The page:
Listen to part of a lecture in a biology class.
Professor: Ways in which animals adapt to their environment are often quite ingenious actually.
And as an example of this, let me tell you about a fish, a group of fish known as the Notothenioids.
There's over 90 known species of Notothenioids and they inhabit both shallow and very deep waters, mostly around Antarctica.
Many are fairly small, though the largest species can weigh up to 150 kilograms.
Notothenioids can be identified by their large eyes, which are covered by a thick insulating layer of clear tissue.
This tissue protects their eyes from freezing.
Remember, the freezing point of ocean water, salt water, is lower than for fresh water, negative 1.9 degree Celsius (-1.9°C) .
So it can get a lot colder for fish in an ocean, say, than in a river or lake.
So this means that the ocean waters around Antarctica are cold enough to freeze most types of fish, but Notothenioids don't freeze.
In fact, they thrive.
They account for some 95% of all fish in the southern ocean, the ocean that surrounds Antarctica.
So, how unusual is that?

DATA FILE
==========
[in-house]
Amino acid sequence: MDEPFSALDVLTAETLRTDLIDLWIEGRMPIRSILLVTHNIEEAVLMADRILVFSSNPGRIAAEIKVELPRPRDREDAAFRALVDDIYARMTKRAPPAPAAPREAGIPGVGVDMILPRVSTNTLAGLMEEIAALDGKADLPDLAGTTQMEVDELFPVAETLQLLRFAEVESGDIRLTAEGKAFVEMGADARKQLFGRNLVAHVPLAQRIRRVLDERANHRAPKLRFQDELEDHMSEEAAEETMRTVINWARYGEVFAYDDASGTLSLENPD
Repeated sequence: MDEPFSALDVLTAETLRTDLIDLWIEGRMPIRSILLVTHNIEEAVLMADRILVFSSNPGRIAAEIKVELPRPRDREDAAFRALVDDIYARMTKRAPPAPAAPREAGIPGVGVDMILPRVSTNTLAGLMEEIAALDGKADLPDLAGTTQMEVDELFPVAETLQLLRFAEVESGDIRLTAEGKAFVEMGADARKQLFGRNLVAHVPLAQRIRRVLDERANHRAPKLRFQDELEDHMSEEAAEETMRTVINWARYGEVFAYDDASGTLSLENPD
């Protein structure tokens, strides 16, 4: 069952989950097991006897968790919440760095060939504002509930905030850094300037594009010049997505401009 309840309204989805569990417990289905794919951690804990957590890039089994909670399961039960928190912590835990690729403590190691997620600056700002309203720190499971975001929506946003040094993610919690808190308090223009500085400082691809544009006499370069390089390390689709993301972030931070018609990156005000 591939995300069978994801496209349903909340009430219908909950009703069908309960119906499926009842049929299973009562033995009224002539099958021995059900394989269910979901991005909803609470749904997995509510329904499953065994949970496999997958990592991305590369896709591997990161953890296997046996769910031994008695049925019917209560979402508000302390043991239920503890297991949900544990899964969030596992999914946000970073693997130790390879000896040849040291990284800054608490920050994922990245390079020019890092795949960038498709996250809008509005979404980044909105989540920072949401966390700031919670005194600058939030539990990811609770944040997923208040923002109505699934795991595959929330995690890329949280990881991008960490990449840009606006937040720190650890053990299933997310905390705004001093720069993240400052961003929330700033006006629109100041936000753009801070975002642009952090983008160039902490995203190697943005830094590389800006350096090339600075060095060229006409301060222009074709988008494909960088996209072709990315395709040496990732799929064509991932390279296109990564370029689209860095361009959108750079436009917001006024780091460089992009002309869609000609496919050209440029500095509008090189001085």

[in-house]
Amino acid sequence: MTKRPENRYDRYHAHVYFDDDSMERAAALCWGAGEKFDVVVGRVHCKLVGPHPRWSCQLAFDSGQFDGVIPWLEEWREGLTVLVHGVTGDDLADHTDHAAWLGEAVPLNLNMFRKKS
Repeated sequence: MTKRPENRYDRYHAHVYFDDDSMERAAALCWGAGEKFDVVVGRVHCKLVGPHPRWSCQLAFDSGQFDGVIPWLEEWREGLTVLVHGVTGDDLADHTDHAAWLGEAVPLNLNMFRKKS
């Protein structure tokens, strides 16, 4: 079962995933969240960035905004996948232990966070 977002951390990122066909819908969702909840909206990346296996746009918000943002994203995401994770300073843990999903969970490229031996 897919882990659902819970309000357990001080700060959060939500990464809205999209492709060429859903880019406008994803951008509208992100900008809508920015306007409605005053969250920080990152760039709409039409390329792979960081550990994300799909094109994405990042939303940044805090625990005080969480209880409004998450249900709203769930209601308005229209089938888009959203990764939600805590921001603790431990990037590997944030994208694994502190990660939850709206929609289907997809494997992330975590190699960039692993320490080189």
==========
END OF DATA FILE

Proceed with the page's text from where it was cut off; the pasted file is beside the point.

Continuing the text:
To have a single family of fish dominating an entire ocean.
I mean, think of...say, tropical or temperate marine environments, which have incredibly diverse fish populations.
Coral reefs, for example, support over 4000 types of fish, along with sponges, crustaceans, and many other organisms.
So, exactly when and how did the Notothenioids come to dominate the southern ocean?
Well, around 30 million years ago, the waters around Antarctica were a lot warmer than they are today.
Um...at that time, Antarctica was connected to South America, which means that warm air from the north could flow southward and heat up the Antarctica waters.
Because the water around Antarctica then was relatively warm, it supported many types of fish.
And we know this from fossil evidence.
But the 90 or so species of Notothenioids that exist today didn't exist at all back then.
In fact, only one ancestral Notothenioid species existed.
But somewhere between 5 million and 14 million years ago, two major changes took place.